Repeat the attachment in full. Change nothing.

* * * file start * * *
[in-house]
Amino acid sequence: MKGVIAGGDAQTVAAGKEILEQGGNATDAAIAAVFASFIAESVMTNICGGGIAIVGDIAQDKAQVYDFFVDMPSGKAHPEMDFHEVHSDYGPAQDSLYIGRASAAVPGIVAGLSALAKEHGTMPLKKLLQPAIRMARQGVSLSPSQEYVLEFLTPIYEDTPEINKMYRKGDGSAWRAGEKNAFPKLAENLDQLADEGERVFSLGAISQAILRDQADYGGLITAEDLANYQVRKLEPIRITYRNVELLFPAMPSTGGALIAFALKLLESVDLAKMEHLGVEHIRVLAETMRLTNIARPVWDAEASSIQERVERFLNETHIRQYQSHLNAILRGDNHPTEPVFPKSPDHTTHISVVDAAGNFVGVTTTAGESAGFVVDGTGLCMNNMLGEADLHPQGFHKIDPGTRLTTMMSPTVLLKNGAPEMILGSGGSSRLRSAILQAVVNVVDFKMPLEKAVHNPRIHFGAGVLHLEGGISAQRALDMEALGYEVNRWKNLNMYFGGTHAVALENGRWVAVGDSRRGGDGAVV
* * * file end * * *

[in-house]
Amino acid sequence: MKGVIAGGDAQTVAAGKEILEQGGNATDAAIAAVFASFIAESVMTNICGGGIAIVGDIAQDKAQVYDFFVDMPSGKAHPEMDFHEVHSDYGPAQDSLYIGRASAAVPGIVAGLSALAKEHGTMPLKKLLQPAIRMARQGVSLSPSQEYVLEFLTPIYEDTPEINKMYRKGDGSAWRAGEKNAFPKLAENLDQLADEGERVFSLGAISQAILRDQADYGGLITAEDLANYQVRKLEPIRITYRNVELLFPAMPSTGGALIAFALKLLESVDLAKMEHLGVEHIRVLAETMRLTNIARPVWDAEASSIQERVERFLNETHIRQYQSHLNAILRGDNHPTEPVFPKSPDHTTHISVVDAAGNFVGVTTTAGESAGFVVDGTGLCMNNMLGEADLHPQGFHKIDPGTRLTTMMSPTVLLKNGAPEMILGSGGSSRLRSAILQAVVNVVDFKMPLEKAVHNPRIHFGAGVLHLEGGISAQRALDMEALGYEVNRWKNLNMYFGGTHAVALENGRWVAVGDSRRGGDGAVV